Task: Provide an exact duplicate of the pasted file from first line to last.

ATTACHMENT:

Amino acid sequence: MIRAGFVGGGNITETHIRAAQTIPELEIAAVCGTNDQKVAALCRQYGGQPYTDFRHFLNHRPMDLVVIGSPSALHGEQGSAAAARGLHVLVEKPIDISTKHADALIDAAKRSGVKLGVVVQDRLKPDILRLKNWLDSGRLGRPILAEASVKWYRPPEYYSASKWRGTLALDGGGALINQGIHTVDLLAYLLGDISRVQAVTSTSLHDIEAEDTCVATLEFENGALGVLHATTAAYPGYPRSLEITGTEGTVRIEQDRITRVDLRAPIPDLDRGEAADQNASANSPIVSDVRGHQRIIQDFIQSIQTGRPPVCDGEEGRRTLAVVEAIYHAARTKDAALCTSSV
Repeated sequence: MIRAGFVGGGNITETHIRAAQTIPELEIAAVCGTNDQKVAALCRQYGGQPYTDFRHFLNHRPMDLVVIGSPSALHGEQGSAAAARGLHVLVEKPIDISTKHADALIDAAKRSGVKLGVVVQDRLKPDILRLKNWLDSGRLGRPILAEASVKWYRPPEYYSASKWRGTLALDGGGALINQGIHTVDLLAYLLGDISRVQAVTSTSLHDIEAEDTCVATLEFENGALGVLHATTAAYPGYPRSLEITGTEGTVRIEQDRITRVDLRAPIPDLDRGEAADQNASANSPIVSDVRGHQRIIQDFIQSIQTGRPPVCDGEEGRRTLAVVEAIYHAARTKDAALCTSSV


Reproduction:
Amino acid sequence: MIRAGFVGGGNITETHIRAAQTIPELEIAAVCGTNDQKVAALCRQYGGQPYTDFRHFLNHRPMDLVVIGSPSALHGEQGSAAAARGLHVLVEKPIDISTKHADALIDAAKRSGVKLGVVVQDRLKPDILRLKNWLDSGRLGRPILAEASVKWYRPPEYYSASKWRGTLALDGGGALINQGIHTVDLLAYLLGDISRVQAVTSTSLHDIEAEDTCVATLEFENGALGVLHATTAAYPGYPRSLEITGTEGTVRIEQDRITRVDLRAPIPDLDRGEAADQNASANSPIVSDVRGHQRIIQDFIQSIQTGRPPVCDGEEGRRTLAVVEAIYHAARTKDAALCTSSV
Repeated sequence: MIRAGFVGGGNITETHIRAAQTIPELEIAAVCGTNDQKVAALCRQYGGQPYTDFRHFLNHRPMDLVVIGSPSALHGEQGSAAAARGLHVLVEKPIDISTKHADALIDAAKRSGVKLGVVVQDRLKPDILRLKNWLDSGRLGRPILAEASVKWYRPPEYYSASKWRGTLALDGGGALINQGIHTVDLLAYLLGDISRVQAVTSTSLHDIEAEDTCVATLEFENGALGVLHATTAAYPGYPRSLEITGTEGTVRIEQDRITRVDLRAPIPDLDRGEAADQNASANSPIVSDVRGHQRIIQDFIQSIQTGRPPVCDGEEGRRTLAVVEAIYHAARTKDAALCTSSV